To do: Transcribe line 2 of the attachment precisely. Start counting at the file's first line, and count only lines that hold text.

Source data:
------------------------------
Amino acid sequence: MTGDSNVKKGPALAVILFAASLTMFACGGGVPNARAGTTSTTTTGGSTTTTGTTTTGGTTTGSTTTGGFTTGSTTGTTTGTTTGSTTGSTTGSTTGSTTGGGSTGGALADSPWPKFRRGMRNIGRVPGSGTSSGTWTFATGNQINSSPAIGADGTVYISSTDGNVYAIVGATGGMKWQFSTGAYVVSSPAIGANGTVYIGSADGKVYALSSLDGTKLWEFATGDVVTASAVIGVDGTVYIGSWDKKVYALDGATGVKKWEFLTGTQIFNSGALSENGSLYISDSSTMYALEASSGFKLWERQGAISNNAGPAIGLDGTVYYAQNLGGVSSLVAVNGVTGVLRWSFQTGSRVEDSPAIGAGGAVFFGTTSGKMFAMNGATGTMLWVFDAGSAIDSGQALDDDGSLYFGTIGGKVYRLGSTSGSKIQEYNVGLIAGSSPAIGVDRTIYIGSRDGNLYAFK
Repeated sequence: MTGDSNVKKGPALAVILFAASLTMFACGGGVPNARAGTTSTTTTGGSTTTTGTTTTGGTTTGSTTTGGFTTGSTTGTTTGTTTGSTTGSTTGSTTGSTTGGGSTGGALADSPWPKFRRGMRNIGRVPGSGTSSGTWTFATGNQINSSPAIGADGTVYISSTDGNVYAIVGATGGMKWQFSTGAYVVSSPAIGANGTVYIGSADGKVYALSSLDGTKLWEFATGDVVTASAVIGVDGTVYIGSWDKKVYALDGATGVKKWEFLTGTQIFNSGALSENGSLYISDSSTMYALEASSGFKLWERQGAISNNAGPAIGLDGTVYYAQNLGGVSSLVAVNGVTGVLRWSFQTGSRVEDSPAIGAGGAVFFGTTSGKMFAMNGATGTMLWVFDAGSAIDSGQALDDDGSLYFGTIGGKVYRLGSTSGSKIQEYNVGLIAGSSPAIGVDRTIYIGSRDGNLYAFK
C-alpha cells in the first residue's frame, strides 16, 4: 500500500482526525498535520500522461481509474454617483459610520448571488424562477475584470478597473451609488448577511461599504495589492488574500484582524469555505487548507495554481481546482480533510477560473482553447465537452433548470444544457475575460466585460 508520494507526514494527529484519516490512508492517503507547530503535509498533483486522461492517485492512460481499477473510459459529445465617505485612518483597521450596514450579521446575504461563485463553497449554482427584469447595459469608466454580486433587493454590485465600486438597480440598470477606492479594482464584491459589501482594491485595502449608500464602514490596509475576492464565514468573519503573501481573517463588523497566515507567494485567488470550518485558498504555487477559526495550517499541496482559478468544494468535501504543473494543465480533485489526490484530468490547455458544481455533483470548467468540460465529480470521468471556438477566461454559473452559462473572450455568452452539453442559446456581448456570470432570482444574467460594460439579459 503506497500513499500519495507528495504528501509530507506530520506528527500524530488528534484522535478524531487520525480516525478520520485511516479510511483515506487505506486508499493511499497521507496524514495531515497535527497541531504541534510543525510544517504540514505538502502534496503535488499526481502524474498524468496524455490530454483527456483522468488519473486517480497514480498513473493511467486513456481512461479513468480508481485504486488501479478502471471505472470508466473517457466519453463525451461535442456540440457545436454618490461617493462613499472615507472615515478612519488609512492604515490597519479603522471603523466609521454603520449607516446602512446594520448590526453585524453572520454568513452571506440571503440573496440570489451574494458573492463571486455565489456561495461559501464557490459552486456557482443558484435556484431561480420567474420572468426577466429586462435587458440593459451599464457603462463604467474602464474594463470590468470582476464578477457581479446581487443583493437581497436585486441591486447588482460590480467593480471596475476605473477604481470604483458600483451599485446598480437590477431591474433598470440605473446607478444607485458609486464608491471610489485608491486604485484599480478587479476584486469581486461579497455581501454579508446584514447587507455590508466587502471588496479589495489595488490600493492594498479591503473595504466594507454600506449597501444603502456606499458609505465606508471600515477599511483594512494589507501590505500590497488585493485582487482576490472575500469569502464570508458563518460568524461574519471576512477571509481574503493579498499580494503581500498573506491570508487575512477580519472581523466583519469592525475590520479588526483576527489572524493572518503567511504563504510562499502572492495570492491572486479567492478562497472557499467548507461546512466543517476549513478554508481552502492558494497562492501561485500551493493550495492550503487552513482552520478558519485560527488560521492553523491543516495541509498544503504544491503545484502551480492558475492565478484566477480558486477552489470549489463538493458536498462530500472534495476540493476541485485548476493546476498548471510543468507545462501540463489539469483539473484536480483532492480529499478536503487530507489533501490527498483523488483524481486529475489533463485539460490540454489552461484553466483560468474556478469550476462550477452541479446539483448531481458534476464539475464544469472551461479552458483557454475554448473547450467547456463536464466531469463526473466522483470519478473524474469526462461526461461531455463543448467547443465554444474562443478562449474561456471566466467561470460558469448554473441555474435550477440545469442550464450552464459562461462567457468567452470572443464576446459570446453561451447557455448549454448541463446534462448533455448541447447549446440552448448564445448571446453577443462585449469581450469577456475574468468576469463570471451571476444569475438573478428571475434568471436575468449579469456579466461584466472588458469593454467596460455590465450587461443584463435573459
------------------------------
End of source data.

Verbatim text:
Repeated sequence: MTGDSNVKKGPALAVILFAASLTMFACGGGVPNARAGTTSTTTTGGSTTTTGTTTTGGTTTGSTTTGGFTTGSTTGTTTGTTTGSTTGSTTGSTTGSTTGGGSTGGALADSPWPKFRRGMRNIGRVPGSGTSSGTWTFATGNQINSSPAIGADGTVYISSTDGNVYAIVGATGGMKWQFSTGAYVVSSPAIGANGTVYIGSADGKVYALSSLDGTKLWEFATGDVVTASAVIGVDGTVYIGSWDKKVYALDGATGVKKWEFLTGTQIFNSGALSENGSLYISDSSTMYALEASSGFKLWERQGAISNNAGPAIGLDGTVYYAQNLGGVSSLVAVNGVTGVLRWSFQTGSRVEDSPAIGAGGAVFFGTTSGKMFAMNGATGTMLWVFDAGSAIDSGQALDDDGSLYFGTIGGKVYRLGSTSGSKIQEYNVGLIAGSSPAIGVDRTIYIGSRDGNLYAFK